Adidas comms: World Cup final already a 'win-win' for brand

Who is Adidas rooting for in the World Cup final between Germany and Argentina? No one, says senior PR manager Michael Ehrlich, who calls the match a "win-win" for the brand that makes both teams' jerseys.

PORTLAND, OR: When Germany takes on Argentina in the World Cup final on Sunday, both teams will be wearing jerseys made by Adidas. The sports clothing and accessory brand is warming up for the match by preparing to show off its exclusive access to both teams and their stars through real-time marketing.

Argentina beat the Netherlands in penalty kicks on Wednesday to advance to the final of the World Cup against Germany, who blitzed Brazil 7-1 to book their place in the showpiece. Adidas provide the jerseys for both the German and Argentinian teams, and is an official partner of FIFA, including the FIFA World Cup.

Regardless of which team takes home the trophy on Sunday, Michael Ehrlich, senior PR manager for Adidas America, said it’s "win-win" for the brand.

"It’s an interesting situation and a great opportunity and platform for our brand to really showcase our key federations, athletes, and products on the field," he added.

Rather than solely rooting for particular teams during tournament, Adidas has highlighted its players and products on social media, which it will continue to do during the final, said Ehrlich.  

"Being the official sponsor of FIFA and the World Cup, we have access that no other brand has, so we’re able to capture content in the locker room, through the tunnel, down the stairs, on the field, on the sidelines, on the team busses, and so on," he explained.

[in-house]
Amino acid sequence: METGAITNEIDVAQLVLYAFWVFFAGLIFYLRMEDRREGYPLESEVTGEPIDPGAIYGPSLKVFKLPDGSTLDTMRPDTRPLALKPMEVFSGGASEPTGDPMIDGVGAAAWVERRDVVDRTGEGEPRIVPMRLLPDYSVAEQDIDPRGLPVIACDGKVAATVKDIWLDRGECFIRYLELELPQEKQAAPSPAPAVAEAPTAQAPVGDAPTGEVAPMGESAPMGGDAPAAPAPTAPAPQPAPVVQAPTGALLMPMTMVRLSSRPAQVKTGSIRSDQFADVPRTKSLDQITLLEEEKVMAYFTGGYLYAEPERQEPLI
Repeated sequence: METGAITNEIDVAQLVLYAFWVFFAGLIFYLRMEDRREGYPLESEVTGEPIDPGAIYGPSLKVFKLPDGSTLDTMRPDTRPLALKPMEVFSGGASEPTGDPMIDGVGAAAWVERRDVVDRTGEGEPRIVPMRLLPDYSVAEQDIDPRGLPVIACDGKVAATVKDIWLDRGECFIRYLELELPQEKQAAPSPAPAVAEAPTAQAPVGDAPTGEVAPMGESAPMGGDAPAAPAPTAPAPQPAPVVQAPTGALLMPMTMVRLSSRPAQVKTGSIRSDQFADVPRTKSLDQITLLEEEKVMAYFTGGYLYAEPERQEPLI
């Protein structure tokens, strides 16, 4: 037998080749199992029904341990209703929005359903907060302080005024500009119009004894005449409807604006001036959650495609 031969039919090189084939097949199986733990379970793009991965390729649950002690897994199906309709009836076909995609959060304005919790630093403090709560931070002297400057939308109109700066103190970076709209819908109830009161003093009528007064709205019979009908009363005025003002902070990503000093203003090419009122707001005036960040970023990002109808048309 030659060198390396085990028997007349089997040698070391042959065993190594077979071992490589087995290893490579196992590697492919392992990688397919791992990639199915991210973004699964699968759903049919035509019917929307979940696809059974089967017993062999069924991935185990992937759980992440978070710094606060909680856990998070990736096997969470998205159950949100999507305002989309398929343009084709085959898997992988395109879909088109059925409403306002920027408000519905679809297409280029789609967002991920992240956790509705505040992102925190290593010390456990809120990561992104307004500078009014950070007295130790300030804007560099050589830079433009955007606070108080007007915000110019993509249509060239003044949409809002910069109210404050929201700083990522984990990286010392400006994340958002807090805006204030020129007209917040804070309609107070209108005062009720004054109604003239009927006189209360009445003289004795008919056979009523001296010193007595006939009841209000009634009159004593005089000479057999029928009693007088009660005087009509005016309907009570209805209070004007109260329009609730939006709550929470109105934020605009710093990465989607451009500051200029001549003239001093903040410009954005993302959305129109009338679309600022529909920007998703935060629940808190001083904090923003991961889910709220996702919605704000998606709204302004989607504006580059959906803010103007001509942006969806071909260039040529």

He added that the rise of social media has arguably made this "the first social World Cup," which is why Adidas is focused on providing exclusive content to its fans all over the globe.

One of the ways the brand has engaged fans socially is through its @Brazuca Twitter handle, created in December in conjunction with the launch of the Adidas-provided official match ball. The Adidas team runs the ball’s Twitter account, making it the brand’s first sports product to have its own handle, said Ehrlich.

With more than 3.35 million followers, @Brazuca offers fans different perspectives than Adidas’ other platforms, such as videos from the ball’s point-of-view and more "fun, lifestyle" content from both on and off the field, he said.

On Friday at 1:30pm EST, Adidas will use the @Brazuca handle to reveal the nominees for the FIFA Golden Ball, the award given to the tournament’s most outstanding player.

In addition to its PR and social media efforts, Adidas has TV rights during the game on Sunday to run its commercials, and the field boards and scoreboards are branded, making the game itself a "huge platform in terms of viewership," noted Ehrlich.

While he said he could not disclose future plans for @Brazuca, Adidas will continue to interact with fans through the platform in creative ways once the World Cup is over.

The brand will also continue telling stories around soccer after the tournament.

"The Adidas soccer conversation does not end at the final whistle," he explained. "We’ll continue to tell stories and we have some exciting product launches coming up in the near future."

From the US perspective, Adidas is hosting several events for the upcoming Major League Soccer All-Star Week in August, which takes place in the brand’s hometown of Portland, Oregon. Ehrlich said the event will feature a number of US men's national team players who played in the World Cup.

During the World Cup, Adidas’ US PR agency partner Golin helped with communications, while global partner We Are Social worked on digital efforts.

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